12 September 12, 200612 Over time, the customer learns First, the customer learns to program the thermostat, adjusting it on all weekdays. This adds a PLM effect May reduce DR effect a bit (setting increase from higher set point) After a year, because of the program, the customer decides to replace their 15-year-old Central AC unit with a new high-efficiency unit Customer saves much more across all hours that the AC is on Customer reduces load more during critical peak hours, compared with original baseline – but most of that is really EE. Actual load reduction during critical peak is less Second Year: Less DR, much more EE

13 September 12, 200613 Example – ultimate savings – all types

14 September 12, 200614 Savings – second year Note: Some of EE could be considered PLM

15 September 12, 200615 A balancing act Energy Efficiency Demand response

16 September 12, 200616 Effects in this example Customer invests in EE, Peak Load and DR technologies, all in response to a DR program EE: High-efficiency air conditioner Reduces overall energy consumption (kWh) when operating PLM: Programmable thermostat Adjusts temperature during on-peak periods DR: Communications device within the thermostat Controlled by utility during critical peak events Trying to measure separate impacts can also be a challenge, because of the interaction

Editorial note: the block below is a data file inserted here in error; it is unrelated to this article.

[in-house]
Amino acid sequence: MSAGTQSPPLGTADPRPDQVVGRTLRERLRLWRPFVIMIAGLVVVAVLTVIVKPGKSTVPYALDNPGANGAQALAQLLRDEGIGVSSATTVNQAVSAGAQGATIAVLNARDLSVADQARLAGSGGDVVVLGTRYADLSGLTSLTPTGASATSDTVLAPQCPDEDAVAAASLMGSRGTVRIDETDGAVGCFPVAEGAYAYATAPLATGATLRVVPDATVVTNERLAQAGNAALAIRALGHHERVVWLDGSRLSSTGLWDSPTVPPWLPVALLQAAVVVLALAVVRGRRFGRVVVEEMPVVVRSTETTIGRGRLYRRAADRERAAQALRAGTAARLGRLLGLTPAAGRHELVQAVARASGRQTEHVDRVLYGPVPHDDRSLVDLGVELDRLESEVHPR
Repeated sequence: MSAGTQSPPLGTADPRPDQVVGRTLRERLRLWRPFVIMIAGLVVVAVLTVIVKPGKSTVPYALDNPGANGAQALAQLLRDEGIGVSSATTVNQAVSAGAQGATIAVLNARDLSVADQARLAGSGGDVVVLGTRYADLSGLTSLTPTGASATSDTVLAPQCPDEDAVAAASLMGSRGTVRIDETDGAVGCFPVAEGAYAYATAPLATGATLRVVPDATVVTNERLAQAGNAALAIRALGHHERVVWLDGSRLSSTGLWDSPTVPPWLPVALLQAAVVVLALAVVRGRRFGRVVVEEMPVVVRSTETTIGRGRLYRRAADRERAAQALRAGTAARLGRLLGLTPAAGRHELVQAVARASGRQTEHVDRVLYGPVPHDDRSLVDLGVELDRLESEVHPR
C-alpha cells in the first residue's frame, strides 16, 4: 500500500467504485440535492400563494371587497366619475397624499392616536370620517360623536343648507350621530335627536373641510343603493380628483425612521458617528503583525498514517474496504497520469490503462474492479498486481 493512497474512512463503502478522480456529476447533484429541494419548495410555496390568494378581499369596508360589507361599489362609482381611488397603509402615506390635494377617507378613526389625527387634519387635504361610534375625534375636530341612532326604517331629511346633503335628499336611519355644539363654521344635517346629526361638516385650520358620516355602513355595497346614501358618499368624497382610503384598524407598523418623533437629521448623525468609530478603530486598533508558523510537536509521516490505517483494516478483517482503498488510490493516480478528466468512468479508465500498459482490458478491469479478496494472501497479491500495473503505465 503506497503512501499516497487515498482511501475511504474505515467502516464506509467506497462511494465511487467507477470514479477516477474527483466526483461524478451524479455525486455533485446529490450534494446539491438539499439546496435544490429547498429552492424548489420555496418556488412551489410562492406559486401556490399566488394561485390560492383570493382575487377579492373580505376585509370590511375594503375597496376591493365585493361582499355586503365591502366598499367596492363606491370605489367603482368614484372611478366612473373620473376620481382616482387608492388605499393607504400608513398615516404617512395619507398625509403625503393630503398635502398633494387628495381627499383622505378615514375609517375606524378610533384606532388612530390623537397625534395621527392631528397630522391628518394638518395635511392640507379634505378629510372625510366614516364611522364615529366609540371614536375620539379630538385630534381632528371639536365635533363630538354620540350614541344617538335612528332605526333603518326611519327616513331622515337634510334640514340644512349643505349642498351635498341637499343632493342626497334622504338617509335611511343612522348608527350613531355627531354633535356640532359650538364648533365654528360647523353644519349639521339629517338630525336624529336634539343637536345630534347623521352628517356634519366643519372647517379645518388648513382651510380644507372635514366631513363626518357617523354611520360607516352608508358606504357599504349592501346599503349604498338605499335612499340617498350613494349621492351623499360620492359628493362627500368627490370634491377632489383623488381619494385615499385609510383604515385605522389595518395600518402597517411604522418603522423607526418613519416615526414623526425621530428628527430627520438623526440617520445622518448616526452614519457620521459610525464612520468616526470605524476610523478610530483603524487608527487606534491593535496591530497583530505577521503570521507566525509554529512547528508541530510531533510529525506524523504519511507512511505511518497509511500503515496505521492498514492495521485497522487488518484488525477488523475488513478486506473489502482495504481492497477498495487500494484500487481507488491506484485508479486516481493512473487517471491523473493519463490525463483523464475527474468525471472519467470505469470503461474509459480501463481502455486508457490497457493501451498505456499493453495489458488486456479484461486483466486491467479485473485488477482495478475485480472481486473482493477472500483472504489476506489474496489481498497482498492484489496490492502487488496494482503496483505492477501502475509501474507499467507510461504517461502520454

17 September 12, 200617 DR customers will do EE and PLM Percentage of online customers Totals add up to more than 100% because respondents could check all that apply Source: Energy Insights Customer Strategies 2006 Residential Market Survey Customer actions taken in an effort to use less energy 86% of online customers reported taking at least one of these actions in the last year in an effort to use less energy

18 September 12, 200618 So…Why Should We Care? Benefits can be significantly increased through integration  Long-term energy (kWh) savings through Energy Efficiency  Long-term system (kWh/kW) savings through Peak Load Management  Long-term capacity (kW) savings through Demand Response Customer benefits are realized sooner  Incremental investments results in larger savings Utility cost savings  Save on program costs, number of interactions  Long-term capital investment savings Increase customer satisfaction  Decrease customer annoyance  Provide comprehensive solution

19 September 12, 200619 Not everyone is in the same regulatory environment Utility profitability can be an issue  Under traditional regulation, DR has more appeal, since it does not result in much revenue erosion.  But if DR programs result in EE, that can hurt profitability (especially under rate freezes)  Careful incentive regulation and rate base rules help

20 September 12, 200620 What impact does this have on load researchers? Measuring impacts with interactions and cross- effects can be a real challenge  Working with the right baseline is critical  Consider all effects when modeling impact More generally, be an advocate for the concept of comprehensive approach, especially as you are asked to estimate impacts

21 September 12, 200621 Contact information Susie E. Sides Market Planning & Analysis Manager San Diego Gas & Electric Southern California Gas Company (858) 654-1186 Craig Williamson Program Director, Energy End Use Research Energy Insights (303) 385-0342